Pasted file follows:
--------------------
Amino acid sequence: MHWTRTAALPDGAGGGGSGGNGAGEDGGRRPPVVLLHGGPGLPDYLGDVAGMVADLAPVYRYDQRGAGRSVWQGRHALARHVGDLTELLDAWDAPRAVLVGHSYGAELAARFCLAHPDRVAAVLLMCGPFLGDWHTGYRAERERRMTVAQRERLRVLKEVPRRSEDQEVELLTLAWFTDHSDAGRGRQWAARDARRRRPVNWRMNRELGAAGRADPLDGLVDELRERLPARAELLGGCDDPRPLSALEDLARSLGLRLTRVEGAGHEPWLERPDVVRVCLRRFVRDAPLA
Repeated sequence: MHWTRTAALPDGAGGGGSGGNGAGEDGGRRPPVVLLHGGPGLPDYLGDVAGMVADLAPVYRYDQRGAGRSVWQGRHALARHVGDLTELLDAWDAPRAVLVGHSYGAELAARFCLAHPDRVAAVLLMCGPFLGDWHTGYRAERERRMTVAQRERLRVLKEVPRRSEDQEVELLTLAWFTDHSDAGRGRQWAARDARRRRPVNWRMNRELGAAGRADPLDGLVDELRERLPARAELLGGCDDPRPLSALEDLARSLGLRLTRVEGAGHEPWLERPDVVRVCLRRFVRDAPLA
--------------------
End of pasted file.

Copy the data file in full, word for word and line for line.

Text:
Amino acid sequence: MHWTRTAALPDGAGGGGSGGNGAGEDGGRRPPVVLLHGGPGLPDYLGDVAGMVADLAPVYRYDQRGAGRSVWQGRHALARHVGDLTELLDAWDAPRAVLVGHSYGAELAARFCLAHPDRVAAVLLMCGPFLGDWHTGYRAERERRMTVAQRERLRVLKEVPRRSEDQEVELLTLAWFTDHSDAGRGRQWAARDARRRRPVNWRMNRELGAAGRADPLDGLVDELRERLPARAELLGGCDDPRPLSALEDLARSLGLRLTRVEGAGHEPWLERPDVVRVCLRRFVRDAPLA
Repeated sequence: MHWTRTAALPDGAGGGGSGGNGAGEDGGRRPPVVLLHGGPGLPDYLGDVAGMVADLAPVYRYDQRGAGRSVWQGRHALARHVGDLTELLDAWDAPRAVLVGHSYGAELAARFCLAHPDRVAAVLLMCGPFLGDWHTGYRAERERRMTVAQRERLRVLKEVPRRSEDQEVELLTLAWFTDHSDAGRGRQWAARDARRRRPVNWRMNRELGAAGRADPLDGLVDELRERLPARAELLGGCDDPRPLSALEDLARSLGLRLTRVEGAGHEPWLERPDVVRVCLRRFVRDAPLA